WRI e-newsletter
June 2019
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NEWS - Wildlife Rehabilitation Ireland
Advanced Wildlife Veterinary Treatment Course

Course for veterinary professionals  **29th June**
This Course concentrates on the theory and practice of wildlife treatment available to veterinary practioners.
It is limited to just 20 attendees.
This course is open to anyone IN THE VETERINARY PROFESSION - regardless of your wildlife experience.
Topics include: common conditions, fracture management, hospitalisation considerations, postoperative care and more..

Credits: 11 CVE credits
Venue: Ashbourne, Co Meath
Date: 29th June  

Introduction to Wildlife Rehabilitation Course

Course date announcement  - **November**
This 'Introduction to Wildlife Rehabilitation' course focuses on the theory and practice of wildlife rehabilitation.
Topics include:
the legal and ethical issues regarding wildlife rehabilitation; safe rescue and handling; how to perform a physical examination; first aid and common ailments; what to feed wildlife; how to house them; zoonotic diseases; and release considerations.
The highlight for most attendees - the practical sessions!! (on cadavers), include:
capture and handling; physical examinations; injections; tube feeding; bandaging; etc.. 
The course is open to anyone - regardless of your wildlife experience.
Credits: 22.5 CVE credits
Venue: Ashbourne, Co Meath
Date: 30th November & 1st Dec  
Convicting people of wildlife crimes is extremely difficult
and a huge amount of effort goes into it, so each month we're going to draw your attention to the cases we've been told about (both old and new)
Wildlife Crime Prosecution: NPWS

Hunting hares without a licence
[2007] Farmer and chairman of the Westmeath United Coursing Club Brendan Farrelly of Riverdale, Raharney, Co Westmeath was found guilty of hunting hares without a licence. 
Judge John Neilan was told that one of the hares was in such a poor state that it was unable to move and had to be removed and euthanased by a vet.
Congratulations to investigating Rangers John Matthews and Tríona Finnen for this successful outcome.
More Info - 'Case Details' tab on the 'Prosecutions' page of wildlifecrime.ie
Wildlife Crime Ireland website offers:
    Basic information on wildlife crime
    Links to further information
    Advice on Recognising & Recording a crime
    Contact details for Reporting a wildlife crime
Countering Cybercrime
Illegally traded exotic turtles are still popular as pets in Europe. © Martin Harvey - WWF

EU initiative to counter surging wildlife cybercrime
The internet provides wildlife traffickers access to a vast international marketplace—one without borders that is open 24 hours a day, 365 days a year, where wildlife cybercriminals exploit the anonymity afforded to them online. Detecting and disrupting wildlife cybercrime is a critical component to ensure the survival of endangered and threatened wild animals.
This project will help train customs, police and other enforcement officers across the EU to detect and deter wildlife trafficking.
A 2018 International Fund for Animal Welfare (IFAW) report, Disrupt: Wildlife Cybercrime, identified more than 8000 endangered and threatened specimens online in just 6 weeks.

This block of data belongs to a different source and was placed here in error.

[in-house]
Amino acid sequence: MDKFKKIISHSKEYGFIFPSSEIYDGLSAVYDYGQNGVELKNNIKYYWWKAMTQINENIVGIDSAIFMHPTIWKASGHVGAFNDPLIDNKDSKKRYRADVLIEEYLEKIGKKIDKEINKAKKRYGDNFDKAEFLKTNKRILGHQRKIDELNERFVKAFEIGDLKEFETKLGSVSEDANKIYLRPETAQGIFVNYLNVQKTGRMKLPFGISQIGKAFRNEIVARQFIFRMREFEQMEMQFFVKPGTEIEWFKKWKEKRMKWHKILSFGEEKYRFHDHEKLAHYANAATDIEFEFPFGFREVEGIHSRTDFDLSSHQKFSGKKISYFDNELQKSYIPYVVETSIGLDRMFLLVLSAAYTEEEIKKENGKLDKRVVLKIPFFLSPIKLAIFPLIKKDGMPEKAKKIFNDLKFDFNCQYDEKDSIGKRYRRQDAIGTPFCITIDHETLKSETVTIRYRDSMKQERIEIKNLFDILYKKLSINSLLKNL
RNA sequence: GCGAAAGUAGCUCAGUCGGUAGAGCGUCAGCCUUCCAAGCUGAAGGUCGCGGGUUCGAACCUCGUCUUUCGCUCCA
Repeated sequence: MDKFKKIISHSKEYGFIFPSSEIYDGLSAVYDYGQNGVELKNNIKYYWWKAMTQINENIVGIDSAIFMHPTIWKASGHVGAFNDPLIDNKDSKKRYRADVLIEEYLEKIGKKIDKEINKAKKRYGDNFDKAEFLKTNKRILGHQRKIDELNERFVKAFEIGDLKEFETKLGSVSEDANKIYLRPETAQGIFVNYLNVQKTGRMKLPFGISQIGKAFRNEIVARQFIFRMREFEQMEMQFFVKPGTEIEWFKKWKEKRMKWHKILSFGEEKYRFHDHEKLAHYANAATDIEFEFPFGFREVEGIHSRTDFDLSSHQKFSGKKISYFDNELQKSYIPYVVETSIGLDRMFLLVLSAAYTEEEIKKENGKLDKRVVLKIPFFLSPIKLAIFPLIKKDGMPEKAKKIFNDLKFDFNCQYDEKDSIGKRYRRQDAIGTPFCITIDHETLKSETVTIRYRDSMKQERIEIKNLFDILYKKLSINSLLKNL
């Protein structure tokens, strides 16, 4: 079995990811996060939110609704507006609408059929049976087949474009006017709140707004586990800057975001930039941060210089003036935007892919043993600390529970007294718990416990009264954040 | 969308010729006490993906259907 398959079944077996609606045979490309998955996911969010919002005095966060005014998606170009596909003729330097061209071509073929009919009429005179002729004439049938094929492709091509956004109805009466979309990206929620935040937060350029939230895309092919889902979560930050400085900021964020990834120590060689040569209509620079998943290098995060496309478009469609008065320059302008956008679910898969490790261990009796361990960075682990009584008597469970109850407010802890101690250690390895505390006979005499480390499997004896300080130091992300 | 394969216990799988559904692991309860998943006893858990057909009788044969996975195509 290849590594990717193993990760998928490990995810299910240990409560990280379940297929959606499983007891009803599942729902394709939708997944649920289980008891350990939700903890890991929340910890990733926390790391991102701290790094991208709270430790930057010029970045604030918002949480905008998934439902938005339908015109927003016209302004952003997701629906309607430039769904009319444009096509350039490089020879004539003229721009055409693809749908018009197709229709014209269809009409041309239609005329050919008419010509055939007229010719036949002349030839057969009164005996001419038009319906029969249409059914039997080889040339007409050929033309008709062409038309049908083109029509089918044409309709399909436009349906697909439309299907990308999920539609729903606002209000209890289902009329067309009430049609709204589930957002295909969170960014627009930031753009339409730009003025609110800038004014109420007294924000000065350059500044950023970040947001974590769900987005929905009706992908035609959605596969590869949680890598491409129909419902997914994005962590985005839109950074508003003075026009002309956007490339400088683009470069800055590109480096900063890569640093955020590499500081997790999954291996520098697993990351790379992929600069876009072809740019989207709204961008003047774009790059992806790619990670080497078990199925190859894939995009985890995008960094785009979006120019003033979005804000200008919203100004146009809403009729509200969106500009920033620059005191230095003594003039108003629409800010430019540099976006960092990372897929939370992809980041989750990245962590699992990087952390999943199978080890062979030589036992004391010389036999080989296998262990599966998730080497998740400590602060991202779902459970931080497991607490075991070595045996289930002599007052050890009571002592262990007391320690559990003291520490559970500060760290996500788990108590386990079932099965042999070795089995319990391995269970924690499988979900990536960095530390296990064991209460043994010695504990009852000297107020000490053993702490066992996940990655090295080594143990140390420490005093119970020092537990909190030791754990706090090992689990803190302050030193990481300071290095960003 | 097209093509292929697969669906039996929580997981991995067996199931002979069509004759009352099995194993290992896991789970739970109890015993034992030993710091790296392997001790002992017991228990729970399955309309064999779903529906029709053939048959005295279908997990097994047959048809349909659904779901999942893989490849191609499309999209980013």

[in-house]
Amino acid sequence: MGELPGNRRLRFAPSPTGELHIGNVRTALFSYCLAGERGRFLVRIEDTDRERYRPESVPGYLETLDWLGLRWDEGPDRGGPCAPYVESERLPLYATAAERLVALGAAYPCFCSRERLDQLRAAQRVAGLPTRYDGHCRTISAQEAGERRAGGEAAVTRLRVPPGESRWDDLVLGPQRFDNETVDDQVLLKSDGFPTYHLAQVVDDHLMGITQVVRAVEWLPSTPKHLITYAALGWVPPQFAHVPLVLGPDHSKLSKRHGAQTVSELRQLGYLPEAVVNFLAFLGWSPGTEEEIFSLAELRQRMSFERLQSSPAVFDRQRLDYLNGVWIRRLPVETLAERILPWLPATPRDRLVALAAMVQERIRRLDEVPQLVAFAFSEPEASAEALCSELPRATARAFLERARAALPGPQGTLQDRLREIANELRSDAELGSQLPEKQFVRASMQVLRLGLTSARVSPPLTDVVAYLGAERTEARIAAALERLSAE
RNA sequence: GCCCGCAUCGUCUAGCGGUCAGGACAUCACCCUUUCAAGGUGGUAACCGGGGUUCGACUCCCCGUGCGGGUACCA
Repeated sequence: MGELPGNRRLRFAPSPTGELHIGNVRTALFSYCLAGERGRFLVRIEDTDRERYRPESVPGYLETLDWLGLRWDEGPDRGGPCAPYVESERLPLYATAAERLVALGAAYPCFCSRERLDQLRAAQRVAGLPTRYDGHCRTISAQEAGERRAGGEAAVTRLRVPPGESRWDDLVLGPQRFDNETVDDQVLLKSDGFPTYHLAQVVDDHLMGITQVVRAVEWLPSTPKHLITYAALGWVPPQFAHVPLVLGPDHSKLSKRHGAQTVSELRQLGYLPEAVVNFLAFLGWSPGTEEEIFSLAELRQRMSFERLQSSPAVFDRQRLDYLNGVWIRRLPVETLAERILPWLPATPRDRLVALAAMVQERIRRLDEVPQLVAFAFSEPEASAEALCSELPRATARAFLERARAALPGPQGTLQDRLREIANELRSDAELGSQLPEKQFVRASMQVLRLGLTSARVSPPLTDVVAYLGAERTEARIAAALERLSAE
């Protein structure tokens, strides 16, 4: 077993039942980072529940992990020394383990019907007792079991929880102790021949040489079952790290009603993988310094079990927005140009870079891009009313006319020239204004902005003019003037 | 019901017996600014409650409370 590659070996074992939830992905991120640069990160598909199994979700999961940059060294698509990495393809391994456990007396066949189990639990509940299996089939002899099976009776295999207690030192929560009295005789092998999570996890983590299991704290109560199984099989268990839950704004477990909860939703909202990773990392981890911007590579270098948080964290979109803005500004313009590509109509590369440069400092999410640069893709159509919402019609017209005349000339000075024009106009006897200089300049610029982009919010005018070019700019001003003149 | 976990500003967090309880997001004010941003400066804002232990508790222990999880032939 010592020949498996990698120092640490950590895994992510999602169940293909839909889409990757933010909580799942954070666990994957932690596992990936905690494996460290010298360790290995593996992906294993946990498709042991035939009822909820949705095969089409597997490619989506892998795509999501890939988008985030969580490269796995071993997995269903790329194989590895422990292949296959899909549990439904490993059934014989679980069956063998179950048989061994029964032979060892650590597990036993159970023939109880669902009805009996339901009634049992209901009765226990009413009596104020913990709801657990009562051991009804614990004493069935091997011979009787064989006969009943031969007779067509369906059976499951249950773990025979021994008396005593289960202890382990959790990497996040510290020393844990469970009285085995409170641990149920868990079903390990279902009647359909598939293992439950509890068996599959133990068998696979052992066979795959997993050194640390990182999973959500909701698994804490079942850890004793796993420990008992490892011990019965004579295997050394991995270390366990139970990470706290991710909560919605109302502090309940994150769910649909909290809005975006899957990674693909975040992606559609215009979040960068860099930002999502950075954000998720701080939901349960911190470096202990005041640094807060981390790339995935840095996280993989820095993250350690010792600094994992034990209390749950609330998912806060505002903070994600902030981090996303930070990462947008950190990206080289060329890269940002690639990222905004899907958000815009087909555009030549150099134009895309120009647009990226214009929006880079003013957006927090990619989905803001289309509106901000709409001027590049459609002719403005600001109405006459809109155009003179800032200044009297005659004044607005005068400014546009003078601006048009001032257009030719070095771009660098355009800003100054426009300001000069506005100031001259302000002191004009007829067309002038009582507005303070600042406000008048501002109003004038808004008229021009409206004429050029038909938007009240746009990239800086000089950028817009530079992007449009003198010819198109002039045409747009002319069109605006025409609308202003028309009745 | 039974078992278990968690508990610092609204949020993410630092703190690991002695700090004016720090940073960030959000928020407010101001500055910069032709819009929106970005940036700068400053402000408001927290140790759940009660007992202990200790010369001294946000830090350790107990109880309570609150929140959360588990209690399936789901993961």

Drones as Fire Fighting Tool 

Drones to be used to tackle forest fires this summer
Coillte and the NPWS are hoping drones will act as their “eye in the sky” giving them early warnings of fires and saving valuable time in preventing fires taking hold over large areas.
Drones can also be equipped with infrared cameras that peer through smoke, as well as sensors for wind direction and other weather variables that affect how fires spread. Read more..
Wildlife Warning Sign for UK

New road sign to improve road safety and protect animals
A new traffic sign featuring a hedgehog will soon appear on roads across the UK to warn drivers of potential hazards from small wildlife.
The warning is also designed to reverse the decline in small wildlife numbers, especially hedgehogs – whose population in rural areas has halved since 2000. Read more..
Guide to Saving Swifts
Everyone can do something to help

The Swift is a summer migrant that breeds throughout Europe and much of Asia and winters in southern Africa. In recent decades Swift numbers have been in decline throughout many parts of their range, including Ireland.
Birdwatch Ireland have created a Saving Swifts Guide for anyone who wants to take practical measures to help Swifts, at a small or large scale. Whether you are a home owner or business person hoping to provide a nest site at your property, or a local authority motivated to include provision for Swifts in County Development Plans.
To ensure there is a single national Swift dataset please submit all casual Swift sightings and nest site records through the National Biodiversity Data Centre’s Swift recording platform.
Butterfly Conservation
Butterfly monitoring

Butterfly Monitoring Lullymore West Bog - July 2nd. The butterfly monitoring will take 1 hour and will give you a great opportunity to learn to identify the different species of butterfly in Ireland. Over 20 butterfly species are recorded on this site annually.  
Contact Irish Peatland Conservation Council in advance for details on 045-860133 or bogs@ipcc.ie
Further information and events can be found on Butterfly Conservation Ireland's website.
And Finally..
Low, Forest, Rainforest, Environment
Did you know

The bluish tint of a lobster’s blood is due to the presence of copper found in the blue haemocyanin molecule in their blood.
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